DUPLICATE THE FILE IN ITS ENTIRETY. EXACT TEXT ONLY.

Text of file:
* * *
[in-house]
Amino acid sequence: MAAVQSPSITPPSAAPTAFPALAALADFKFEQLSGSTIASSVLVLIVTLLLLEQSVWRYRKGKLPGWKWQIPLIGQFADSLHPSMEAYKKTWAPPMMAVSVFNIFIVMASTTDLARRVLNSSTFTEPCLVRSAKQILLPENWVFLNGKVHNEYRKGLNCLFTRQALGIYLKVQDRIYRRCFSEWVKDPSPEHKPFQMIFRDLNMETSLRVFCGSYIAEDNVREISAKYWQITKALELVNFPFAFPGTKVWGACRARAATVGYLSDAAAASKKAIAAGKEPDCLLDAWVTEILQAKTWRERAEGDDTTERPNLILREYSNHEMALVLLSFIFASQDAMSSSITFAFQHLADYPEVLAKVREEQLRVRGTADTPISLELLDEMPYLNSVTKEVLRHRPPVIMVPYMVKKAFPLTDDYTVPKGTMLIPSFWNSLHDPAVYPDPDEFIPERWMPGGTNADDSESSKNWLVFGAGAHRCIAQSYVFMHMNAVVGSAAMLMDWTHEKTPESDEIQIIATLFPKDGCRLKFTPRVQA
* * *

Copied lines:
[in-house]
Amino acid sequence: MAAVQSPSITPPSAAPTAFPALAALADFKFEQLSGSTIASSVLVLIVTLLLLEQSVWRYRKGKLPGWKWQIPLIGQFADSLHPSMEAYKKTWAPPMMAVSVFNIFIVMASTTDLARRVLNSSTFTEPCLVRSAKQILLPENWVFLNGKVHNEYRKGLNCLFTRQALGIYLKVQDRIYRRCFSEWVKDPSPEHKPFQMIFRDLNMETSLRVFCGSYIAEDNVREISAKYWQITKALELVNFPFAFPGTKVWGACRARAATVGYLSDAAAASKKAIAAGKEPDCLLDAWVTEILQAKTWRERAEGDDTTERPNLILREYSNHEMALVLLSFIFASQDAMSSSITFAFQHLADYPEVLAKVREEQLRVRGTADTPISLELLDEMPYLNSVTKEVLRHRPPVIMVPYMVKKAFPLTDDYTVPKGTMLIPSFWNSLHDPAVYPDPDEFIPERWMPGGTNADDSESSKNWLVFGAGAHRCIAQSYVFMHMNAVVGSAAMLMDWTHEKTPESDEIQIIATLFPKDGCRLKFTPRVQA